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Emperor Akbar's chicken dinner with dal and roti (lentils and bread) - Mughal feasts #3 on 2 Ap 2011

Mughal feast #3 cooked three recipes on Saturday 2nd April 2011 for Emperor Akbar from Akbar's section in the S. Husain "Emperor's Table". The three recipes were
1. Murgh Zameen Doz = Chicken wrapped in bread and baked
2. Khasa Tilaai (Paheet) = Lentil cooked with yoghurt
3. Roghni Roti Shahi = Wholewheat milk bread

See photos of the Mughal feasts, or start with the Akbar section.

This feast or dinner was a nice combination of chicken with lentils and bread. It was fun to make, but overall the flavor and taste was not that great - they get an overall rating of B-. The chicken especially was not outstanding - the meat was moist and somewhat flavorful, but not succulent or exciting, an overall C+. So too with the lentils - just mildly interesting with a B-. The bread was perhaps the most interesting with a mild sweet flavor, different from the normal rotis, and gets a B+.

Question: who are better cooks, women or men? I tended to favor
men for a while because they seemed to write the best and most books, and were famous chefs in famous restaurants. But I've modified that over time with all the Julia Childs stuff, other women who've been very good restaurant chefs, and personal women friends who are fantastic cooks. I'm wondering if the gender of the cook is important at all. Well, that's much more to say on this - and I'd like to hear other people's opinions about this - who are the better cooks? men or women? This ends Part I of this topic.

Cardamom - it seems like this spice was discovered and used in Akbar dishes more extensively than before in Mughal cooking. All three dishes used it, and it is the dominate flavor in all three.

Other ingredients? New to me was black cumin (shah or kala jeera), though no others I talked with were surprised by it. It took a while for me to find garlic paste, even harder to find almond paste. Easy, but new to my Indian cooking was mace. Impossible to find was ginger juice - though one can evidently buy it online for around $60 for a 5 oz bottle. Deej was a great help for this and worked for 1/2 hour or so squeezing out the 2 t we needed. Also the type of lentils - arhar dal - which I'd never cooked, and had a hard time finding, but the store I bought it at said it was the same as toor dal, yellow lentils, or chana dal. I'm not convinced, but ...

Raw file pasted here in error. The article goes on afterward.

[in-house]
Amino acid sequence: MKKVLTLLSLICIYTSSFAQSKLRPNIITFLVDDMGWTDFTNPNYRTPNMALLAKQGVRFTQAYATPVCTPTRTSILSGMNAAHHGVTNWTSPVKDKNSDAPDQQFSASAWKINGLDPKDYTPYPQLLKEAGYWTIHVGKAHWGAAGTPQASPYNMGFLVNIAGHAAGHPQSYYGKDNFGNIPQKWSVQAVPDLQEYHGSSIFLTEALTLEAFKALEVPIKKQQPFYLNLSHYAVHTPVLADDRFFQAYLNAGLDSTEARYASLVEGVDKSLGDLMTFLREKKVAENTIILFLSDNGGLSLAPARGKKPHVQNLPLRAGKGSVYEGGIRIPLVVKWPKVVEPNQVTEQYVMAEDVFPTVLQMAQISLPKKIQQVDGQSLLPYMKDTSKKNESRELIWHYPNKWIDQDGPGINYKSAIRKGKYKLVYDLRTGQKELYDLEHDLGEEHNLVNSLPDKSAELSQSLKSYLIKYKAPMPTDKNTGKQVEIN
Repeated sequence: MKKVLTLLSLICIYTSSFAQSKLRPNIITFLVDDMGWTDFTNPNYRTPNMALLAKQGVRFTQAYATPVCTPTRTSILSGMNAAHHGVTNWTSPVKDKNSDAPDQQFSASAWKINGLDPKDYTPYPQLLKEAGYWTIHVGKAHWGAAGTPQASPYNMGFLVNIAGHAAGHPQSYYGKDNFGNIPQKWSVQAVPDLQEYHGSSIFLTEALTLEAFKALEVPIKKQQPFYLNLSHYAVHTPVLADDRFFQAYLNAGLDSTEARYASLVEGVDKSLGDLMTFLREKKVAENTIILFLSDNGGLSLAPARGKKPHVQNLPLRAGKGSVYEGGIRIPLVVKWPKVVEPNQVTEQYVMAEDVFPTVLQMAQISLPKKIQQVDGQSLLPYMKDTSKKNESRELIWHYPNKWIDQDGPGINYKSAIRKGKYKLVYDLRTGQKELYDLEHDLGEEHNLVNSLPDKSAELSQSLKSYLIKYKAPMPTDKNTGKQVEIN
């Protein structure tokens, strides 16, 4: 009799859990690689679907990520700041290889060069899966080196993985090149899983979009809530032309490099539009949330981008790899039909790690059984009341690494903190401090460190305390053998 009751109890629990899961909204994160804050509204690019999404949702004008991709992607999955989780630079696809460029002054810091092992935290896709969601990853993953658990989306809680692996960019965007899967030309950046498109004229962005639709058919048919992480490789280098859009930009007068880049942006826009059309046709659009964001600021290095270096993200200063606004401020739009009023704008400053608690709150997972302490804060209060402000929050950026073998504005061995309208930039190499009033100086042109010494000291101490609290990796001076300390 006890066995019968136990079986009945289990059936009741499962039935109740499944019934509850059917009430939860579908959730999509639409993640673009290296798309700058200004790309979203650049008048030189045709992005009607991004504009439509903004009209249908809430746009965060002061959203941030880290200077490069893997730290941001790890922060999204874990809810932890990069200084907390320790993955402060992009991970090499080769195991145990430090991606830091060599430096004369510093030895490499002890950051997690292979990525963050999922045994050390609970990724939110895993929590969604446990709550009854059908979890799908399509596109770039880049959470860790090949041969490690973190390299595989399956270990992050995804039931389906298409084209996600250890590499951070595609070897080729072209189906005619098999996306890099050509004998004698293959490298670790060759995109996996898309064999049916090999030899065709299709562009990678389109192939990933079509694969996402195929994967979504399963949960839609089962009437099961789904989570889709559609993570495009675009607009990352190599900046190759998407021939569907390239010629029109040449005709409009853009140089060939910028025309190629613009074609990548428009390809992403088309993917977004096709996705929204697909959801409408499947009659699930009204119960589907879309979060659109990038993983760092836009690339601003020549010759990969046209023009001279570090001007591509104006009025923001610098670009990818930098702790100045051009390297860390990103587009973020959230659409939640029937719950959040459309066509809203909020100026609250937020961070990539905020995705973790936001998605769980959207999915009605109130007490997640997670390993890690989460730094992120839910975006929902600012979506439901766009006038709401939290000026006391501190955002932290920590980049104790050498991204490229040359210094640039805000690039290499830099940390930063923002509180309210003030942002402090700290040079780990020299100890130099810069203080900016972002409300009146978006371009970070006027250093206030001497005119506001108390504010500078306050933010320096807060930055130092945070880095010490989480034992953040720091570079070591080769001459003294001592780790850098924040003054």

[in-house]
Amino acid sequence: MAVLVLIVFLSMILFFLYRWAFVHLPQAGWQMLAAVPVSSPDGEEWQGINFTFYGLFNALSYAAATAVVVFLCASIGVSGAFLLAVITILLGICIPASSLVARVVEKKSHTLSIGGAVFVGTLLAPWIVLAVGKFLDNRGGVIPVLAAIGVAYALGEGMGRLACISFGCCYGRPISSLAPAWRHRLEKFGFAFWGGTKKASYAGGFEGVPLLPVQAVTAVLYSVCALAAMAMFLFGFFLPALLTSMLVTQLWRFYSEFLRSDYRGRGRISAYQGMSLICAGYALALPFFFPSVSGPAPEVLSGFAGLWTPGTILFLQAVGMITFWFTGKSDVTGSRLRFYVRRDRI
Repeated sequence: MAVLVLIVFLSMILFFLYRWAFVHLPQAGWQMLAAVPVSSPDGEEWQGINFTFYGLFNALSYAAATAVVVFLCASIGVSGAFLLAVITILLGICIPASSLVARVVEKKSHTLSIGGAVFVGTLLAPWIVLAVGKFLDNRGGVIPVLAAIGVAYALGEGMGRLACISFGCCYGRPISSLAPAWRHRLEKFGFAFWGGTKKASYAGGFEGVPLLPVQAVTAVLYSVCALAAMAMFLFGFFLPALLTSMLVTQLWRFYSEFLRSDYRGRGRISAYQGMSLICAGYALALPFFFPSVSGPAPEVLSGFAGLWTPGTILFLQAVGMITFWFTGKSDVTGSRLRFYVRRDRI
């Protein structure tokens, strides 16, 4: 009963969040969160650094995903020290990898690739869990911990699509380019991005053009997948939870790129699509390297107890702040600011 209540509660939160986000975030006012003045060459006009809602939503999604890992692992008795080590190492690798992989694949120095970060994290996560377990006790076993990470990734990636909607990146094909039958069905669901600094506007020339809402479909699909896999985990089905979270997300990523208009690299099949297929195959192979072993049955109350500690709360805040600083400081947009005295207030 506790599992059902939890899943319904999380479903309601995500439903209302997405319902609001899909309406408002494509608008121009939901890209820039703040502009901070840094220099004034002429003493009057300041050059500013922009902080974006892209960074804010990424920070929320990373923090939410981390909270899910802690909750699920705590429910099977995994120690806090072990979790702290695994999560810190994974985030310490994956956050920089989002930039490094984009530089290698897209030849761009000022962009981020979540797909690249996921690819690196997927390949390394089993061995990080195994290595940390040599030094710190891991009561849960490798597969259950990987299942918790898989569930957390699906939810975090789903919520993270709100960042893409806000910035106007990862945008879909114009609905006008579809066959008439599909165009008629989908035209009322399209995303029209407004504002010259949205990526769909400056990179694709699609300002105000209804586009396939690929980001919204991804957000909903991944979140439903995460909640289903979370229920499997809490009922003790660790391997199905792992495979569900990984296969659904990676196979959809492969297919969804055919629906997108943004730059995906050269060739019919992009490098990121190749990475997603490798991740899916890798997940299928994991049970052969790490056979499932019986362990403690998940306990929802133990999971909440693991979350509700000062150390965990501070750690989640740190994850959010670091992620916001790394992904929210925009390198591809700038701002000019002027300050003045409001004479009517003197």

Equipment? - it would be nice to have a juicer, which would have extracted the juice from the ginger. Also a handi for the last stage of cooking the chicken. And a large, large metal bowl, which Indians use upside down to cook the roomali roti.

But I'm getting ahead of myself - I didn't realize at first I needed to cook the chicken in the last stage on a bed of roomali roti. And the book was no help - no description of making roomali roti in the book. I went online and found a couple videos which helped me out. One other suggestion (after the cooking) was to use a large tortilla as a substitute. But I went ahead, experimented to make my own roomali roti, making the dough and rolling it out fairly thin, and cooking two together on a large skillet. Sometime in the future I'd like to try making real roomali roti, which involves (like pizza making) thining out the dough by throwing it over ones head several times, and then cooking it on the upside down big mental bowl. There are wonderful roomali roti street carts cooking it right there and selling it - like in Chandni Chowk, etc.

The chicken or Murgh Zameen Doz takes a long time to make - three different marinades during 2 or so hours, then cooking it in broth, then (after you've made the roomali roti) placing it on a bed of bread (roomali), wrapping it in foil (because you don't have a handi) and baking it. My main modification was to cook three chicken breasts instead of cooking a medium chicken. Over all it was okay, and we ate the chicken over several days - again the cardamom taste was sometimes overwhelming.

The lentils or Khasa Tilaai (Paheet) was a new kind of lentils than I have cooked before and I cooked it about 3 times longer needing twice as much water than the recipe called for. It was way too much and we ended up throwing part of it away - it was pretty tasteless and uninteresting.

The bread or Roghni Roti Shahi on the other hand I found quite interesting. Good tasting, followed the recipe, including rolling it out thick (but not as 1/2 inch thickness like called for), and making those nice holes with a knife - which ended up like a pattern.

So, there you have it, the Akbar feast, chicken, lentils, and bread, not bad food, but not great. As usual, a fun adventure in cooking, some interesting new ingredients, new ways to make things, and new recipes.


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